by Larry Moneta, November 9, 2012
It’s just after 5 am on Saturday and I’m looking forward to our full day ahead at Shanghai University. I’ll be the opening speaker on a panel of American educators speaking to our China Bridge delegation and about 30 Chinese university administrators. My topic will be “Preparing students for the global economy”. I have so many examples from Duke and hope my remarks will help stimulate a lively discussion. We have several other topics on the agenda and will be touring the campus and meeting students as well. More on this tomorrow.
Yesterday was a rainy though warm day (60′s f). We toured Shanghai and spent a couple of hours at the Yu Gardens, among the last remnants of old Shangai architecture…now a shopping district, of course. We had dinner at the one restaurant Judy and I ate at in 2000. Its easy to remember because of the Bill and Hillary Clinton photo in the lobby. And yes…they had vegan options for me.
After dinner we took a 30 minute boat ride on the Huangpu River which offered great views of the Shanghai downtown (lots of colored lights everywhere) albeit in the rain.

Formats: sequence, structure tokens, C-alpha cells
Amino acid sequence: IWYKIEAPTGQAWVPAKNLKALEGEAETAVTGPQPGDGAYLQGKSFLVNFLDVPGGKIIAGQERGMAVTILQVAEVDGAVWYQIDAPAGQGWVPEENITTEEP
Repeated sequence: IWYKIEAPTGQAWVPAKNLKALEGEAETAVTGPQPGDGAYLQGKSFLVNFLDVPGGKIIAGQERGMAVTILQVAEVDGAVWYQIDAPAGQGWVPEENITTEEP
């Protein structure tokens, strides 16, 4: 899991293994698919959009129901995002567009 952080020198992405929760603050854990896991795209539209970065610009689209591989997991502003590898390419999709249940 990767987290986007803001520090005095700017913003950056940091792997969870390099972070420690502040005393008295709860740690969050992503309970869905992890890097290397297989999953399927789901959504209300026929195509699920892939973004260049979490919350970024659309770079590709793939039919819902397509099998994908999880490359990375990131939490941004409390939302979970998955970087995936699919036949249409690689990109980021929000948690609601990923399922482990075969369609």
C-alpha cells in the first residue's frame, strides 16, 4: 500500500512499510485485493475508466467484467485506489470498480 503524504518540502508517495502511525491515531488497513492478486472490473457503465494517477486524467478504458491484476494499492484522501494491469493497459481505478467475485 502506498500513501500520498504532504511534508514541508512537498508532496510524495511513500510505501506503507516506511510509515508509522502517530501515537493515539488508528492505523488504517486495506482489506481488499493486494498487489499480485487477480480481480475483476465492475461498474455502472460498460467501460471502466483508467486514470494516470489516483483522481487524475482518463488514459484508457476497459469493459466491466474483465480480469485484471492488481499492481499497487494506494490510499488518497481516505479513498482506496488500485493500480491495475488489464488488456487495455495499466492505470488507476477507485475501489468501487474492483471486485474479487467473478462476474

A couple of general observations:
1. Traffic! O.M.G. It took forever to get from the airport to the hotel (basic Holiday Inn)…forever to get from the hotel to Yu Gardens and nearly forever to get back to the hotel even after 9 pm. There way more cars than I recall from 2000, way fewer bikes and scooters (though plenty) and insane drivers barely following rules of the road (or following local, unwritten rules). We’ve already seen one bad truck accident and I fear more to come.
2. Construction cranes still abound. Perhaps not as many as I seem to remember from 2000, but the city sprawls with more than 22 million people and apartment towers can be seen for miles and miles with more under construction.
3. The young people, all college students, with whom we’ve met are very informed about global matters. When we were here during the presidential elections in 2000, we could hardly find news about it. Now, the Obama victory and the campaign intensity are well known and most seemed pleased with the outcome.
4. National pride for China’s economic growth is evident. The students were excited about having the second largest economy and clear that they intended to pass the US and be number one. We’ve only met a few students so far (and obviously hand picked ones by the local hosts), so I’ll be interested to hear if more express similar competitive and entrepreneurial sentiments.